U.S. Markets open in 2 hrs 31 mins

NASA’s Jet Propulsion Laboratory won an Emmy for Cassini’s grand finale

Mike Wehner

When NASA’s Cassini spacecraft made its fateful dive into Saturn’s atmosphere roughly a year ago it was a historic moment for astronomy and a bittersweet moment for anyone who had been following the mission from its start.

NASA’s Jet Propulsion Laboratory was instrumental in the coverage of Cassini’s epic grand finale, which saw the probe perform over 20 daring dives through Saturn’s rings before finally crashing into Saturn itself. Now, in a touching nod to the group of scientists and specialists who made the grand finale so fun to follow, the entire team has been awarded a Creative Arts Emmy Award.

Don't Miss: There’s one reason this $80 smartwatch is way more impressive than the new Apple Watches about to launch

JPL closely followed the various close passes Cassini performed as it was getting ready to ultimately end its mission. The group provided countless updates in blog posts but also presented the data with real-time tracking tools and interactive presentations that anyone with an internet connection could enjoy. It was a lot of fun to watch, and definitely worthy of recognition.

“This award represents the special magic that happens when we combine the stunning imagery and powerful science from a mission such as Cassini with the extraordinary talents of an innovative media and communications team,” JPL’s Michael Green said in a statement. “By honoring our interactive program on the Cassini Grand Finale, the Television Academy honored the great cause of space exploration, and I am tremendously proud of our Public Engagement and Media Relations teams for turning the end of a mission into a new beginning for communicating the wonders of our universe.”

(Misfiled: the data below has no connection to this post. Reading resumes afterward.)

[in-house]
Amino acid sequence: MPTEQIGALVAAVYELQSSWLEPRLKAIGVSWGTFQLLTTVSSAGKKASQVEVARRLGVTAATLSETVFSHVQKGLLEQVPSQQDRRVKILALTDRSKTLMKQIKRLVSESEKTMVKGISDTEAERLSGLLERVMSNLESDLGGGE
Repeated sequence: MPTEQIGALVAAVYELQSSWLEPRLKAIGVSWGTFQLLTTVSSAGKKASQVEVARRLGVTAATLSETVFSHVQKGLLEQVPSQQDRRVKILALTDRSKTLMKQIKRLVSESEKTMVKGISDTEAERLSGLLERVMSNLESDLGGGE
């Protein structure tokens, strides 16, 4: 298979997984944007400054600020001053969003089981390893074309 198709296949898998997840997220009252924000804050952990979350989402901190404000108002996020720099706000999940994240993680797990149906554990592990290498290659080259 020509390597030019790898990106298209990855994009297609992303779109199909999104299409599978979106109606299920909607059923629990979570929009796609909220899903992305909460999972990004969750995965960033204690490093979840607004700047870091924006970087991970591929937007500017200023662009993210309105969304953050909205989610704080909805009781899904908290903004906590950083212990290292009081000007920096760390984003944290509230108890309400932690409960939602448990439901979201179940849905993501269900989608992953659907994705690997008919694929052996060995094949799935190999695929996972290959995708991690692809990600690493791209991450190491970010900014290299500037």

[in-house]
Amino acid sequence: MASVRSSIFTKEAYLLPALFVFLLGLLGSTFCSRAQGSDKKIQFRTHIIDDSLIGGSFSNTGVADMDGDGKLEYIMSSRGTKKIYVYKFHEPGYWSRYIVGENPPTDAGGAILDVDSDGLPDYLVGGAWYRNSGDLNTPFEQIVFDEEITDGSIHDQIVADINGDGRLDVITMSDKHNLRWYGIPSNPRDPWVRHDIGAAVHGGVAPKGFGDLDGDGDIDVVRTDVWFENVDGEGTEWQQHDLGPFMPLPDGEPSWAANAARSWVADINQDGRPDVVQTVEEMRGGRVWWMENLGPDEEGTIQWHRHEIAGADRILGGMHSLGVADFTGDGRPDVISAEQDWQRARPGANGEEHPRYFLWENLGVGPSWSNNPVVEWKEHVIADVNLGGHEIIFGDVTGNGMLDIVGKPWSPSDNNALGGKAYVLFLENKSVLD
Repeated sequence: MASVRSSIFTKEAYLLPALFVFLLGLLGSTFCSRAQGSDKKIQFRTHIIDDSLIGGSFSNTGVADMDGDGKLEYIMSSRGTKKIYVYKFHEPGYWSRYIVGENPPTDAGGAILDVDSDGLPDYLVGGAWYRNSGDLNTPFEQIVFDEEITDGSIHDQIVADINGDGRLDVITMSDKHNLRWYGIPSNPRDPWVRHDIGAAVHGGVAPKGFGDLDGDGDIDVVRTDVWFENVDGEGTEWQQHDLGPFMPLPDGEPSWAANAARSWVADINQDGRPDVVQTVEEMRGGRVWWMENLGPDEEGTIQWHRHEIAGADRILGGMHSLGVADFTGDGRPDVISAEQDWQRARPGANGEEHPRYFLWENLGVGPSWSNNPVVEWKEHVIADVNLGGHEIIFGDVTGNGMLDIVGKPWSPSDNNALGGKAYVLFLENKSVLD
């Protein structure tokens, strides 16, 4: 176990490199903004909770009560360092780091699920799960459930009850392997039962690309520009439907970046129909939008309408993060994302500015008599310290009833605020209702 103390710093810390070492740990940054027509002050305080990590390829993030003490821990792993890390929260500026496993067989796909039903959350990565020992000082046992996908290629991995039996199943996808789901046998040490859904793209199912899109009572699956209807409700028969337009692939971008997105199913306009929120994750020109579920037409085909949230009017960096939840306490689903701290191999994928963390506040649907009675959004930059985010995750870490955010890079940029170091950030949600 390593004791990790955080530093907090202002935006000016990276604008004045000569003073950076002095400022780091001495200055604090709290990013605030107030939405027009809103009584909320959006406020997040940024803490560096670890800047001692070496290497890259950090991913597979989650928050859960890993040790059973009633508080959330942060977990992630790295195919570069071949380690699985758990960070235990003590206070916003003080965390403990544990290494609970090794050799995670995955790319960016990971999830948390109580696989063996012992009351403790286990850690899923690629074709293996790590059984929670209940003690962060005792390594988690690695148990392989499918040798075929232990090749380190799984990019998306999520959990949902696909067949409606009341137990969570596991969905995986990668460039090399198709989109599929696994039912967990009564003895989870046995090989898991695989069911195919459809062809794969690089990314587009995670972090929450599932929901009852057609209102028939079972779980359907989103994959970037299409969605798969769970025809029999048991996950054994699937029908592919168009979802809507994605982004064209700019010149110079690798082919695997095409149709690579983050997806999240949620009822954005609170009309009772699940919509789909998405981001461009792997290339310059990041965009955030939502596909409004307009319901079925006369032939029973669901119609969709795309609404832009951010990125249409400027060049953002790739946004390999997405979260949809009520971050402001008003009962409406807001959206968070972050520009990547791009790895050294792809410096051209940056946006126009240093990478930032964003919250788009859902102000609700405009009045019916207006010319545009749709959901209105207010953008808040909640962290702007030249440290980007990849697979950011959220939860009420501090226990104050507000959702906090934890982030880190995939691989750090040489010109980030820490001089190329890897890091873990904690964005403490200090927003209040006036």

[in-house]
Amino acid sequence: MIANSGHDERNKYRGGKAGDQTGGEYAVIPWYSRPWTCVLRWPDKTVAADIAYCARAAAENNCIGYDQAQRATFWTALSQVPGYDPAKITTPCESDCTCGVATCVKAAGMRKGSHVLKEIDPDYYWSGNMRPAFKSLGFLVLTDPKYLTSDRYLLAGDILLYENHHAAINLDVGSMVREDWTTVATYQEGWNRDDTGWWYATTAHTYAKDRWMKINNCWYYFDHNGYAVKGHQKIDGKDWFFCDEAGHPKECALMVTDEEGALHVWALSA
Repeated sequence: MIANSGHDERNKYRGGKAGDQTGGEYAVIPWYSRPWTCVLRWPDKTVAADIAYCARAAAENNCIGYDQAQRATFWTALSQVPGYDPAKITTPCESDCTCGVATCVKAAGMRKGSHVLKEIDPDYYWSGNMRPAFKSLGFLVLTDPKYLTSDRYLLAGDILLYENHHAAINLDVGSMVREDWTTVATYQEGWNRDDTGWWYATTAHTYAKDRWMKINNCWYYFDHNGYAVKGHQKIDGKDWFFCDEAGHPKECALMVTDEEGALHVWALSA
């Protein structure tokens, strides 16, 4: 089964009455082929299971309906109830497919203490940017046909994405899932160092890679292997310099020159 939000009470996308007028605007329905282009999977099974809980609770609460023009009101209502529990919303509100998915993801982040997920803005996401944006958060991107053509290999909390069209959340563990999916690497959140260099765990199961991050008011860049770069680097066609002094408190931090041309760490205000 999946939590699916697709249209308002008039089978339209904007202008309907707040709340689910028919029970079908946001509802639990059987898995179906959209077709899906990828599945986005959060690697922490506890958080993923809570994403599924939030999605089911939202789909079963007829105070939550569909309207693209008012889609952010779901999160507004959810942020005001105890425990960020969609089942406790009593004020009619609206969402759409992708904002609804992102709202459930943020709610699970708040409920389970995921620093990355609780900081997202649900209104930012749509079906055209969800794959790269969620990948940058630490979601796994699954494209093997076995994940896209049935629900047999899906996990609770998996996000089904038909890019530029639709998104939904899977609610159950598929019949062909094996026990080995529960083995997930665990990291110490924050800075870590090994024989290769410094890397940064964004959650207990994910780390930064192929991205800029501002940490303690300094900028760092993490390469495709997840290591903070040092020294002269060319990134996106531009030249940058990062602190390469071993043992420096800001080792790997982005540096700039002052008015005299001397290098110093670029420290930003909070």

When all was said and done, Cassini’s final course adjustment led it on a collision course with Saturn’s atmosphere. It continued sending back data all the way up until the moment the craft was essentially vaporized by the friction. The aging spacecraft, which was low on fuel and completely spent, was snuffed out, but the data it sent back will continue to live on forever.

BGR Top Deals:

  1. There’s one reason this $80 smartwatch is way more impressive than the new Apple Watches about to launch
  2. Amazon’s best-selling Wi-Fi extender has 13,000 5-star reviews, and it’s on sale for $21 today

Trending Right Now:

  1. ‘Avengers 4’ spoiler says undoing the ‘Infinity War’ deaths is going to bring serious heartbreak
  2. What the Galaxy S10 would look like if Samsung copied the iPhone X
  3. Last-minute leak might reveal every new iPhone color for 2018

See the original version of this article on BGR.com